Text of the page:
by Max Bellamy
In 2002, 8.5 percent of the US civilian noninstitutionalized population had purchased at least one prescription Antidepressant. The currently available classes of Antidepressants include monoamine oxidase inhibitors (MAOIs), tricyclic Antidepressants (TCAs), selective serotonin reuptake inhibitors (SSRIs), serotonin-norepinephrine reuptake inhibitors (SNRIs), novel Antidepressants, and tetracyclic Antidepressants.
MAOIs act by inhibiting monoamine oxidase, a complex enzyme system that metabolizes excess serotonin and epinephrine. It holds the potential of inducing potential life-threatening problems, and therefore cannot be used in patients with congestive cardiac failure or in those with a history of liver disease. It is dangerous to those who are hypersensitive to its ingredients. The important drugs of this class include isocarboxazid (Marplan), moclobemide (Aurorix, Manerix, Moclodura), phenelzine (Nardil), tranylcypromine (Parnate), levo-deprenyl (Selegiline, Eldepryl), and harmala.
Tricyclic Antidepressants (TCAs) act mainly by inhibiting the reuptake of both norepinephrine and serotonin. Though the type of side effects experienced by the patient due to TCAs or MAOIs are many times similar, the frequency of these side effects is much less in the case of TCAs. Thus, TCAs enjoy a better rate of acceptance by the patients. The TCAs of interest in the treatment of depression include amitriptyline (Elavil, Endep, Tryptanol), amoxapine (Asendin, Asendis, Defanyl, Demolox, Moxadil), clomipramine (Anafranil) desipramine (Norpramin, Pertofrane), dothiepin hydrochloride (Thaden, Prothiaden), doxepin (Adapin, Sinequan), imipamine (Tofranil), Iofepramine (Lomont, Gamanil), nortriptyline (Pamelor), protriptyline (Vivactil), and triimipramine (Surmontil).
The SSRIs act by inhibiting the serotonin reuptake, and are considered the most popular, effective and safe prescription medications. The SSRIs used to treat depression include citalopram (Celexa), escitalopram oxalate (Lexapro), fluoxetine (Prozac, Prozac Weekly, Sarafem), fluvoxamine (Luvox), paroxetine (Paxil, Paxil CR), and sertraline (Zoloft). Prozac, a drug of this class, has shown significant success in the treatment of depression and prevention of suicide. It exhibits less potential side effects as compared to TCAs and MAOIs, and is well tolerated.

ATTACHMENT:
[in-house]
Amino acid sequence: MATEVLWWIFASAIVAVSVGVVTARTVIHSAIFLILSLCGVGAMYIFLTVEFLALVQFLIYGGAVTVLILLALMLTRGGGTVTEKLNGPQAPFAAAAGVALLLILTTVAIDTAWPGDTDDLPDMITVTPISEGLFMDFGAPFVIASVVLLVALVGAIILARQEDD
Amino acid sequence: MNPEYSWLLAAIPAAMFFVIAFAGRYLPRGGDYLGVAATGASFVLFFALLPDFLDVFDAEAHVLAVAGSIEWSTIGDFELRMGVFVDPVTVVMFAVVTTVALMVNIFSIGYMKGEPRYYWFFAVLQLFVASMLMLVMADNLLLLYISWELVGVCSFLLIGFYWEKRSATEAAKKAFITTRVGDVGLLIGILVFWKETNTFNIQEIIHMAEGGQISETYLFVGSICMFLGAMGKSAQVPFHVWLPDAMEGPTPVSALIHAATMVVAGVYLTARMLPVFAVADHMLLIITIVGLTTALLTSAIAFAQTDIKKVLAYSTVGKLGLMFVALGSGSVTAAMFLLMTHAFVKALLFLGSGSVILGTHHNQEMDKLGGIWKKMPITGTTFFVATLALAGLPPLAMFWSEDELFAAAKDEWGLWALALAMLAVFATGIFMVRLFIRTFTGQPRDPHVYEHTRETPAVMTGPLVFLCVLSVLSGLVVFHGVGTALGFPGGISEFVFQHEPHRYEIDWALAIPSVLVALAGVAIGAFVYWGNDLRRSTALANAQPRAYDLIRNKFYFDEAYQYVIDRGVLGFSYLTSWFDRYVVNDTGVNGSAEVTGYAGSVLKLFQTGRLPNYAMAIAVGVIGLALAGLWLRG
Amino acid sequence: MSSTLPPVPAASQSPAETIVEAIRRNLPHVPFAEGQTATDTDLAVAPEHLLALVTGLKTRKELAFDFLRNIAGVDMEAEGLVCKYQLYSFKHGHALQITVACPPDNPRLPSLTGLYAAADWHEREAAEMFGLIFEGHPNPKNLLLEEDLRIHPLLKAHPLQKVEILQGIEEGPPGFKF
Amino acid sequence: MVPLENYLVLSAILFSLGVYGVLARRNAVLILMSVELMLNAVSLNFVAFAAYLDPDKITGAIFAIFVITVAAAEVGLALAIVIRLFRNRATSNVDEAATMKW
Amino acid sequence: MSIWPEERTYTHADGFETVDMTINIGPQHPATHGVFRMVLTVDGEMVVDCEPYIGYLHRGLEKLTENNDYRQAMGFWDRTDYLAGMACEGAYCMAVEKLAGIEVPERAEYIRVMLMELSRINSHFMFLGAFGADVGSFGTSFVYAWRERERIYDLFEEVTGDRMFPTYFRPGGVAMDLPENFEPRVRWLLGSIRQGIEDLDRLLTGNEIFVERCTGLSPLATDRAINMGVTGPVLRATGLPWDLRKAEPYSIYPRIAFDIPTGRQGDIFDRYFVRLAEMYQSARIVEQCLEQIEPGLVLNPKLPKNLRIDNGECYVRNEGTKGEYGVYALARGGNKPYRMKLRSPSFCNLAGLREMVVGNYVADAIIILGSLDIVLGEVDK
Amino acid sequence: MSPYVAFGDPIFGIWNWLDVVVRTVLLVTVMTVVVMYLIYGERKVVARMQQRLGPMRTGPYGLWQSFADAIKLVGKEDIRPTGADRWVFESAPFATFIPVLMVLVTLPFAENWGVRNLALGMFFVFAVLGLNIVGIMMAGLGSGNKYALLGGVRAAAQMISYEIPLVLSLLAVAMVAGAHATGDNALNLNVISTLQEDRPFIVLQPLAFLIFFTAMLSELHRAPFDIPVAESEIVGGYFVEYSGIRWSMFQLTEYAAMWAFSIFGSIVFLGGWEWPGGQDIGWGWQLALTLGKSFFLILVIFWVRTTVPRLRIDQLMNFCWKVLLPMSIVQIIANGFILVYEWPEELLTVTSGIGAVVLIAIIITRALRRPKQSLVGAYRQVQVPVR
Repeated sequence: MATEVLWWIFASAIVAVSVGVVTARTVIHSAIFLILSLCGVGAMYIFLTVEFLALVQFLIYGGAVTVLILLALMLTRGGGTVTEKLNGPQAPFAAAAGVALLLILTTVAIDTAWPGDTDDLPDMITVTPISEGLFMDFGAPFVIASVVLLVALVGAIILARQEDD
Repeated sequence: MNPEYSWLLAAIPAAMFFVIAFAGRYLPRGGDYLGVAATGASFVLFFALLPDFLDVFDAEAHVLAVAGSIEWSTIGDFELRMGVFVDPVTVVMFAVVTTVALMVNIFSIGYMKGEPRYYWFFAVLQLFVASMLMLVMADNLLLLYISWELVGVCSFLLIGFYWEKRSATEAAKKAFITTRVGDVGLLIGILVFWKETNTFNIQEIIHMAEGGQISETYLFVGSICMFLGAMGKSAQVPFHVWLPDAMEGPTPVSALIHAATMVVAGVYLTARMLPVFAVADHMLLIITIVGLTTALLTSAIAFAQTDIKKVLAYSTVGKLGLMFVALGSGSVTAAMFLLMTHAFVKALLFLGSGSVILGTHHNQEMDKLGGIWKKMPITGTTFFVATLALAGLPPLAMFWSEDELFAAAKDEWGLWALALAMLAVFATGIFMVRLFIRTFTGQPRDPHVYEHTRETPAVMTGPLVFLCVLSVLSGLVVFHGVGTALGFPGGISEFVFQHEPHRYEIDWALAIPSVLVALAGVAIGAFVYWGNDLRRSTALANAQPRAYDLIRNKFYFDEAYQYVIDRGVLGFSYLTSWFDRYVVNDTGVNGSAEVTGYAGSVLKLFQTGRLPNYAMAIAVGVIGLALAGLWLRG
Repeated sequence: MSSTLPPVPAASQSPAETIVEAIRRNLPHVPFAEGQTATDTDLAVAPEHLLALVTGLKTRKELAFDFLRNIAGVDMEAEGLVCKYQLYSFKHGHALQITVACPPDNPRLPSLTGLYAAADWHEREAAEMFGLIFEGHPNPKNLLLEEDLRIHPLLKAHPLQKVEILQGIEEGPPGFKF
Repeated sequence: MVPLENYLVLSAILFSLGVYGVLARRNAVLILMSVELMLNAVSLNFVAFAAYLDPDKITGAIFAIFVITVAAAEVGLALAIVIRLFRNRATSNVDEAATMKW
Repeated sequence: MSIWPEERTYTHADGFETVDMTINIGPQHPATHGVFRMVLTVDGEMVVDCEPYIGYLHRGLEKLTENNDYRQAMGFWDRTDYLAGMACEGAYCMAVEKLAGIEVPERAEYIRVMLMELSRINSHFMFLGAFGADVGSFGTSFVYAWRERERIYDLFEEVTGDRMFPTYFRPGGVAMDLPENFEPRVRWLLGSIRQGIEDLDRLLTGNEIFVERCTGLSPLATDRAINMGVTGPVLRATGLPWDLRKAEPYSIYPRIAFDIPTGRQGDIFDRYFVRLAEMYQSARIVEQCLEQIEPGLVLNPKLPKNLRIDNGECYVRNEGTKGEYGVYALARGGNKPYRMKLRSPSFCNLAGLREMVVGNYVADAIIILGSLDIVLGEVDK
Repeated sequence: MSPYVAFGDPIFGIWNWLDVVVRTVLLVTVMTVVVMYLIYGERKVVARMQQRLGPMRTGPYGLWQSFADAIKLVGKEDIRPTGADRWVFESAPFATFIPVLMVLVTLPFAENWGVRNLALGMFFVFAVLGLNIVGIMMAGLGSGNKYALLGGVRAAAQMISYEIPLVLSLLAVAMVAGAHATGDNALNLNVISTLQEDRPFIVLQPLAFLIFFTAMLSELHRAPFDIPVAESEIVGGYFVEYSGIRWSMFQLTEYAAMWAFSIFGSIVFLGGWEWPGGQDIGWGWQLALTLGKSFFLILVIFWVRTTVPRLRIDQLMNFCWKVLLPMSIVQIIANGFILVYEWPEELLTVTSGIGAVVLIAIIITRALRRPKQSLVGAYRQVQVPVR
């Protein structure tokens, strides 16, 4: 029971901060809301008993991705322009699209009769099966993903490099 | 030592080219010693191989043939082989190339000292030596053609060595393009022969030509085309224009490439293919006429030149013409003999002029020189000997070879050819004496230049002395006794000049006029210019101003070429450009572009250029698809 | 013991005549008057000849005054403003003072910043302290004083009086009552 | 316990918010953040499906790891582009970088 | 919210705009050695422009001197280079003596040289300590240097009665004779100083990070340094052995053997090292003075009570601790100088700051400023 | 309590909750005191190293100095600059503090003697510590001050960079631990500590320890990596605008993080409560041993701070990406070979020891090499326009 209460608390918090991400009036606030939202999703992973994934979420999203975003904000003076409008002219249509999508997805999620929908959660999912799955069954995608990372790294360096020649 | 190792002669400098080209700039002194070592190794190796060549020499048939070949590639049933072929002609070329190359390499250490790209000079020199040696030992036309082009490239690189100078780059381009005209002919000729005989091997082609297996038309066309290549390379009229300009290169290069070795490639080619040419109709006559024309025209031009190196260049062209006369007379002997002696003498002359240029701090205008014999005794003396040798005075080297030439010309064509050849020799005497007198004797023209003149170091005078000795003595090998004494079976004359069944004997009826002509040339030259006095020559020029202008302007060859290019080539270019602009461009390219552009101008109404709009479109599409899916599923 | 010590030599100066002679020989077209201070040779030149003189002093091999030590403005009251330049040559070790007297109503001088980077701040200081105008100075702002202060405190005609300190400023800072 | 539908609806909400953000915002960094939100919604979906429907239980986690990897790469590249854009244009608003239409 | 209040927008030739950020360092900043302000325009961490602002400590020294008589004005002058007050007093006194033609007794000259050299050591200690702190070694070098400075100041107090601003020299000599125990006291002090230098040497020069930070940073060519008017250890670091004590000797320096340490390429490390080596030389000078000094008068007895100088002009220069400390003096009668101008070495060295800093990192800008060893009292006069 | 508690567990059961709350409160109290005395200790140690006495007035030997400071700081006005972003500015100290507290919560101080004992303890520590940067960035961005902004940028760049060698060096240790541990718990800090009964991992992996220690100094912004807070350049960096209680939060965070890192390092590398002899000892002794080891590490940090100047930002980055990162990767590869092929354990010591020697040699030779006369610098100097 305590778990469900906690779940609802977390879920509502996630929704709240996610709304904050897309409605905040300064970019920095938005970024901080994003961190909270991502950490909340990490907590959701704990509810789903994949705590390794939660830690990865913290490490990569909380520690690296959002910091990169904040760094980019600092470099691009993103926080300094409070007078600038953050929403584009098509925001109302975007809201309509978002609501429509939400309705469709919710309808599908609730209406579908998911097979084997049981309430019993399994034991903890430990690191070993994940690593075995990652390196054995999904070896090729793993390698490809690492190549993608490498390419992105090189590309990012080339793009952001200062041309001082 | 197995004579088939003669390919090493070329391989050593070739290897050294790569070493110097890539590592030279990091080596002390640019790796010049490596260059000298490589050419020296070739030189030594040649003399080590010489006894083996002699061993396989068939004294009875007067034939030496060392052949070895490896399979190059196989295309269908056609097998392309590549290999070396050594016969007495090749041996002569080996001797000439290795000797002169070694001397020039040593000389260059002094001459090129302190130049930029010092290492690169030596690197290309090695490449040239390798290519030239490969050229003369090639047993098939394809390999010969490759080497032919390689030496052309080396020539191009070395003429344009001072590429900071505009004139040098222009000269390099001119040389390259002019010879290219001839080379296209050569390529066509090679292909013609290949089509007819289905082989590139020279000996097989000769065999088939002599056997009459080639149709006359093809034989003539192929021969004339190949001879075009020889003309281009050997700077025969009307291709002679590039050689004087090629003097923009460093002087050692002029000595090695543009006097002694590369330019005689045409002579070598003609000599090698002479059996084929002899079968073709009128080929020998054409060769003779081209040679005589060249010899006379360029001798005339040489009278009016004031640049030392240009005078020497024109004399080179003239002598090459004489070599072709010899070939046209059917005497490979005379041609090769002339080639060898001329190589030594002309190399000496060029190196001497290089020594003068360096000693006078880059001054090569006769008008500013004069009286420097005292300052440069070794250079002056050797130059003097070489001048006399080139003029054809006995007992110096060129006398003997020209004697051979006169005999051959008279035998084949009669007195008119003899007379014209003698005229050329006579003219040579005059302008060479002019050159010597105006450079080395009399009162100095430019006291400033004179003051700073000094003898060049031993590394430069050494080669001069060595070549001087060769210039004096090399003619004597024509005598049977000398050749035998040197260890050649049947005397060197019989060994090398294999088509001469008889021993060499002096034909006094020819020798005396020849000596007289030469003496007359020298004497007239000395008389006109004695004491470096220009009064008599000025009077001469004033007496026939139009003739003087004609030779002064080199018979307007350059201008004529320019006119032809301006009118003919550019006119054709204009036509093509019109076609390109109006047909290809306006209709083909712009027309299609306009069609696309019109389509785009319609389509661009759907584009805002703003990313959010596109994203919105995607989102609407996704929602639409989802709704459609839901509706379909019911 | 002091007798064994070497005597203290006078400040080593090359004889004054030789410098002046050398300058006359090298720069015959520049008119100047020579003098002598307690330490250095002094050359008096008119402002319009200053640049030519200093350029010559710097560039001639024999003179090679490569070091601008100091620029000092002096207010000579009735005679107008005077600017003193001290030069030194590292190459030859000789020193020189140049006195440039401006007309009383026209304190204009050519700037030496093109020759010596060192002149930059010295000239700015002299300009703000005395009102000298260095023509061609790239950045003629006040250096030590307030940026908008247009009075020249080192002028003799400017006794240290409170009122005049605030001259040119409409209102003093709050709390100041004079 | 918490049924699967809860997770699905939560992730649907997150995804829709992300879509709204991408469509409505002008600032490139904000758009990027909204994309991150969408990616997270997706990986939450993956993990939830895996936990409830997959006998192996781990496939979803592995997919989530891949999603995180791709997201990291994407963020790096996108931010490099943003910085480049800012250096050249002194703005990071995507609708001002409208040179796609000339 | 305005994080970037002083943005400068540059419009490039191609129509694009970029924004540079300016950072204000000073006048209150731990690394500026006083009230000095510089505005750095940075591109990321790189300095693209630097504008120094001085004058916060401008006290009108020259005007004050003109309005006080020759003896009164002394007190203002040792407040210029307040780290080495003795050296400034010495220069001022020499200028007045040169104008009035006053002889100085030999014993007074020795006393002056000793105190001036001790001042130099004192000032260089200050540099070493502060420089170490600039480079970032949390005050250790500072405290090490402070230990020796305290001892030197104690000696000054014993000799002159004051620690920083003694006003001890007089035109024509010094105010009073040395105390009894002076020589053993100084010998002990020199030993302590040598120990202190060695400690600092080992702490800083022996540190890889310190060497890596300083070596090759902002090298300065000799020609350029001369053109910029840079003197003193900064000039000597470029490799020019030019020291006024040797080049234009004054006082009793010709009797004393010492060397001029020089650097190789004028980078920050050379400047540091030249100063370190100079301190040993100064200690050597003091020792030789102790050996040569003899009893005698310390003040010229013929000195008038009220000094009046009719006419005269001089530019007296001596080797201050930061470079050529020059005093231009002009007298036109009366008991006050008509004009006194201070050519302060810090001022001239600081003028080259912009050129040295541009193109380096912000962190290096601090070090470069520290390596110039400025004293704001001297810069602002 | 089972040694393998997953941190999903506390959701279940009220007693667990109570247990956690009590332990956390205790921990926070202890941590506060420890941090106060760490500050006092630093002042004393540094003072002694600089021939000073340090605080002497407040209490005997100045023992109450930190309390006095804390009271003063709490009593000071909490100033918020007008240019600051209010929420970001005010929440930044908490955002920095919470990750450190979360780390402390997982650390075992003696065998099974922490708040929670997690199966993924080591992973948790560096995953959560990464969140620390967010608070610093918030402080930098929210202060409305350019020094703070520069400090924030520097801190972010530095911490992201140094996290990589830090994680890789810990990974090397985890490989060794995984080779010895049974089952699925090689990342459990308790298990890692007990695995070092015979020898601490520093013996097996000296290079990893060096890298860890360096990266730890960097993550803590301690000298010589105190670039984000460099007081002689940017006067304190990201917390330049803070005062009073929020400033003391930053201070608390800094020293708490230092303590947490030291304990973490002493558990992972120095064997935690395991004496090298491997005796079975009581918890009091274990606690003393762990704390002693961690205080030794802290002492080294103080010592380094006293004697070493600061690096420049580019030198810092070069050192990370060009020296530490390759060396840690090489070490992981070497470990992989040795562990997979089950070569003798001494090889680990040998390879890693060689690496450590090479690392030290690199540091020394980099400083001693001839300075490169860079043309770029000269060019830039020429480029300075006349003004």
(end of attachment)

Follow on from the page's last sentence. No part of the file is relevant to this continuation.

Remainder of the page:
The currently available SNRIs (desipramine, duloxetine, nefazodone, and venlafaxine) keep both serotonin and norepinephrine at the right level to alleviate depressive symptoms. Nefazodone alleviates anxiety, causes some sedation and positively affects sleep. Venlafaxine (Effexor) has significant anticholinergic effects (dry mouth, blurred vision, urinary hesitancy, and constipation), induces sedation and has potential withdrawal effects.
The drug bupropion (Wellbutrin, Wellbutrin SR) is the most commonly used member of the novel Antidepressant class. It is unique in its efficiency to inhibit the reuptake of dopamine, serotonin and norepinephrine. Maprotiline (Ludiomil) and mirtazapine (Remeron) are the two main drugs from the group of tetracyclic Antidepressant. Mirtazapine acts by increasing the amount of noradrenaline and serotonin, and is of benefit in particular for the treatment of depression accompanied with anxiety, agitation and /or sleep disturbances.
The natural Antidepressants that impress their effectiveness on experts include St. John's wort (Hypericum perforatum), SAM-e (S-adenosyl-L-methionine), and 5-HTP (5-hydroxytryptophan). Other natural Antidepressants that are in need of research-based studies to prove their efficacy, safety and usability in the treatment of depression include herbs (Ginseng and Ginko), amino acids (l-tyrosine and phenylalanine), and certain nutrients, including B vitamins.
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